- Initial Supplies – You will probably want some initial office supplies
- Business Cards – The pastor and even congregation may want to pass out cards to invite people to church
- Telephone – The pastor may need a cell phone
- Website – It might be a good idea to set up a very basic website with contact info, service times, what the church believes, etc
- Operating Capital Fund – Depending on how you want to create your model, it might make sense to have an operating capital fund as part of your startup costs. This fund could cover the first 6 to 12 months of rent and pastor salary. It seems wise to have some operating fund set aside to make sure that you don’t rely on a certain level of tithes and growth right off the bat.
So once you add up all of your startup costs for your particular model, you will need to enter those on the Startup Costs page in ProjectionHub as a Use of Funds. You will also need to enter an equal amount for Sources of Funds. So will your Mother Church make an initial cash investment to cover these startup costs? Or will you raise funds from individual members?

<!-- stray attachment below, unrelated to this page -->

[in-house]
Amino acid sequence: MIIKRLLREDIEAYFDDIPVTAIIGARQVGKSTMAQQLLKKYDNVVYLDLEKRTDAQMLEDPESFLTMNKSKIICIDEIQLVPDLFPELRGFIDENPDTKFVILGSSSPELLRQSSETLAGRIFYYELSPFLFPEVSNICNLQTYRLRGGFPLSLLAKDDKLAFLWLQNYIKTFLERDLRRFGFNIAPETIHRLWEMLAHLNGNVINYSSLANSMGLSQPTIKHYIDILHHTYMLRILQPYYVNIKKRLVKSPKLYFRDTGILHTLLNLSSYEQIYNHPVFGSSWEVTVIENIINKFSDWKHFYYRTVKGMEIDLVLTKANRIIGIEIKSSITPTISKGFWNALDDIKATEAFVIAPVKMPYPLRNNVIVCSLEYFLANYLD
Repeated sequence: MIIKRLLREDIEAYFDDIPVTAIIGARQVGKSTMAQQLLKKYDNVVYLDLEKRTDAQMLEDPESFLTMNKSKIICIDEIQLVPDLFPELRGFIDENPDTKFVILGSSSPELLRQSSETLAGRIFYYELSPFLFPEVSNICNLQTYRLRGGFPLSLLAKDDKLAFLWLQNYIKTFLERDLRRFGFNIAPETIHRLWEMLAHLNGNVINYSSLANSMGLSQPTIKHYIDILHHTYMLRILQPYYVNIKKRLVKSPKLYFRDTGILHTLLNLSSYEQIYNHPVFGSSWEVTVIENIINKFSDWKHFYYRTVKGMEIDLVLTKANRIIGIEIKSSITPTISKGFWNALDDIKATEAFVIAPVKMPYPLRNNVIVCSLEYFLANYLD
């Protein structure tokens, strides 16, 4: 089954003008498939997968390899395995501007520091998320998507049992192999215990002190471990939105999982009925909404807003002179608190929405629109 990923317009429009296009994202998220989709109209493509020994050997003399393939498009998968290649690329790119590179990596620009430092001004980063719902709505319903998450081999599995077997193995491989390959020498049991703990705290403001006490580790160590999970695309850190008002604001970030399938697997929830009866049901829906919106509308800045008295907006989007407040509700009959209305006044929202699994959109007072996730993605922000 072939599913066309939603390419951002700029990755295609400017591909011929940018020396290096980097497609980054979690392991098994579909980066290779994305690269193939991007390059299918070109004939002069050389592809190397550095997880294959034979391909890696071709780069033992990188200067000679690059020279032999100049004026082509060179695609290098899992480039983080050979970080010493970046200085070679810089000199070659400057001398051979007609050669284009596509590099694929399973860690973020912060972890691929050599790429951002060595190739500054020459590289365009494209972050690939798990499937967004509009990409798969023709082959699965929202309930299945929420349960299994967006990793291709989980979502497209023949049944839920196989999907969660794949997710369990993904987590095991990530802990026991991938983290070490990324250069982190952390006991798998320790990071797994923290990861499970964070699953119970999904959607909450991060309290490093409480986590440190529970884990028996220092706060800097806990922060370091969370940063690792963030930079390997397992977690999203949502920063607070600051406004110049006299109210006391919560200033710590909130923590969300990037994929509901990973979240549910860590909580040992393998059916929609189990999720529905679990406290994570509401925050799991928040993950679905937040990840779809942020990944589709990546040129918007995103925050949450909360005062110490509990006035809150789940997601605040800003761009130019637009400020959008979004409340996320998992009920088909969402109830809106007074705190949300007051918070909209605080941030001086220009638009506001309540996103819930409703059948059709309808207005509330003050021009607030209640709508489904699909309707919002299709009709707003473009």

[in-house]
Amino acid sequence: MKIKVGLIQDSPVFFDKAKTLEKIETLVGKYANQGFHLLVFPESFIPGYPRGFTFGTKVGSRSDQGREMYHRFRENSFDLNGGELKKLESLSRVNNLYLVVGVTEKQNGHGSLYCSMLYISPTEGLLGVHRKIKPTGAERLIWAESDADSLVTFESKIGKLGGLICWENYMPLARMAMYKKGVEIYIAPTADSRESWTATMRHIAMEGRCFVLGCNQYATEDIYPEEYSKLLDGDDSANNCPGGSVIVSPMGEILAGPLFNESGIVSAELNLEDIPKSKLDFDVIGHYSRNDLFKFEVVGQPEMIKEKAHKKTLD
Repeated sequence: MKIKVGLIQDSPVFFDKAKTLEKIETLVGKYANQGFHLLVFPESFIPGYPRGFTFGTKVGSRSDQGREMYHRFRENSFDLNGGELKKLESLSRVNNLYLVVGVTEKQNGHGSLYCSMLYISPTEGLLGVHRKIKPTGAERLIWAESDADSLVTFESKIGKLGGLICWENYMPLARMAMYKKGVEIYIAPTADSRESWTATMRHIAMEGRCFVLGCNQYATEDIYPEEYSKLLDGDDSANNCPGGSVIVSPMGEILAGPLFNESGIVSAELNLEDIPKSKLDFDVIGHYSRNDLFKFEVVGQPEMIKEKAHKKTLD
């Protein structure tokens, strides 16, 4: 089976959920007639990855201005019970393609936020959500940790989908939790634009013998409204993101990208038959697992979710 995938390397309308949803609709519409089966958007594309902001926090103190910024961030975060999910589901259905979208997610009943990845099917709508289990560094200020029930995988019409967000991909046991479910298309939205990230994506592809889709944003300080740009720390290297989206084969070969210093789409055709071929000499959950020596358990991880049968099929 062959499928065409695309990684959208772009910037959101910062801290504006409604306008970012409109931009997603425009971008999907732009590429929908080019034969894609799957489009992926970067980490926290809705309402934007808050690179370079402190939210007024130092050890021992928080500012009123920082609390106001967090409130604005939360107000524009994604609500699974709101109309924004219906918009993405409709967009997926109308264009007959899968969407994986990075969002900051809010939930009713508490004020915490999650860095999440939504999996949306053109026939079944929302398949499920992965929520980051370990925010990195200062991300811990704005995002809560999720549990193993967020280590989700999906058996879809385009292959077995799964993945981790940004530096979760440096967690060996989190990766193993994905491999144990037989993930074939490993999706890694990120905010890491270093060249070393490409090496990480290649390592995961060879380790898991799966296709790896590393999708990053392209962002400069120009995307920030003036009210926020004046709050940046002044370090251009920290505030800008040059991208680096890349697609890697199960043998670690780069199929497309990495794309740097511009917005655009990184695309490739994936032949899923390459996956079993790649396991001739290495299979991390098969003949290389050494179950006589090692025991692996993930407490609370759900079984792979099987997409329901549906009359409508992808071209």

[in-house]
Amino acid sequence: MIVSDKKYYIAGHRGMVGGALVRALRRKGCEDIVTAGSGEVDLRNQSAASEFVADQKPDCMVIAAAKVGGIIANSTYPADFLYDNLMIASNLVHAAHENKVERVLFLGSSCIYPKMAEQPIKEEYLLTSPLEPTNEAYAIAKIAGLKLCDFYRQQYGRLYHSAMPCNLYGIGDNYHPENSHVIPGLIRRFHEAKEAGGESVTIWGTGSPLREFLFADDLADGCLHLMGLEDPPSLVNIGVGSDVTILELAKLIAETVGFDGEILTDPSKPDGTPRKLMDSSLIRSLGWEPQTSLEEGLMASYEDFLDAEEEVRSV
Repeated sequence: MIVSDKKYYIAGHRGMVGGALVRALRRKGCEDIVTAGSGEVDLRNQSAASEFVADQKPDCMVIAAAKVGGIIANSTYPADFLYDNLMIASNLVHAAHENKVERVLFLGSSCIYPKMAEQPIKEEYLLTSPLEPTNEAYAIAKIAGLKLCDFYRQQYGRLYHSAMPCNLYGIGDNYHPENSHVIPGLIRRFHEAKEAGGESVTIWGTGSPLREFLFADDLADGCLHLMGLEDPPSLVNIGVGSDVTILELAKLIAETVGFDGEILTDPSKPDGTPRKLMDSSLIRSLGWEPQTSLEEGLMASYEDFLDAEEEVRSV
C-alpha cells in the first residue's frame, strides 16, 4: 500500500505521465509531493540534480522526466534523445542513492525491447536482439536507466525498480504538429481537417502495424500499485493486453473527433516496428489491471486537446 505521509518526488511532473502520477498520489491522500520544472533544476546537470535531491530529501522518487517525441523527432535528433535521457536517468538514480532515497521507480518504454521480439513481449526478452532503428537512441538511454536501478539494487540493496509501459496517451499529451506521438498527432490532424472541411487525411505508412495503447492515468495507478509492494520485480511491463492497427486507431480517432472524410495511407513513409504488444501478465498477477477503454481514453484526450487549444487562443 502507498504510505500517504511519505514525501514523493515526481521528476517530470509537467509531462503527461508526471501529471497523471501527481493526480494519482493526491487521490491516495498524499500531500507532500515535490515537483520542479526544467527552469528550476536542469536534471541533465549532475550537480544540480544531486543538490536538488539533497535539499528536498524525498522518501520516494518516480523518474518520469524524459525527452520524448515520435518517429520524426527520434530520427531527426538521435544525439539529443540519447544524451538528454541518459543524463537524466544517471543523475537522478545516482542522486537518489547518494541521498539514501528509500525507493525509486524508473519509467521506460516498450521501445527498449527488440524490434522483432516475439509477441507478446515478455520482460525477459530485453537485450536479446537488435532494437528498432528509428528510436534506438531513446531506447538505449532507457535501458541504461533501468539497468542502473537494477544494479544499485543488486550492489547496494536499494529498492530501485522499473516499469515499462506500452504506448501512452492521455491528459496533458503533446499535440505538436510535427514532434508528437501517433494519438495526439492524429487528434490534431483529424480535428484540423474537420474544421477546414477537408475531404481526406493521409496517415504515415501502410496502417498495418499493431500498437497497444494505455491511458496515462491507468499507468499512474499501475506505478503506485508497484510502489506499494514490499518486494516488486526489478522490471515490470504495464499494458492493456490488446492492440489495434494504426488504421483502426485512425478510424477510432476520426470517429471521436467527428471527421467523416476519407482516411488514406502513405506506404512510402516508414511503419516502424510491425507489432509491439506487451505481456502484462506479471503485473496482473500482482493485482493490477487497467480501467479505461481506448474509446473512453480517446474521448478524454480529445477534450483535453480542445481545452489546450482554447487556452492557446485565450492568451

Reaching Self Sufficiency
Once you complete the Excel template or work through the ProjectionHub app you will be able to see a monthly breakdown of your income statement, cash flow projection and balance sheet for the first 3 years of operation. You should be looking for the month on your cash flow projection where you start to regularly bring in more cash than goes out. You should at least try to plan to reach this point by the end of year 3, or have a clear plan to reach self sufficiency shortly thereafter.
Hopefully this article was helpful in walking you through the thought process you should go through when creating a financial model and budget for a new church. If you have any questions, or would like me to review your projections, don’t hesitate to reach out to email@example.com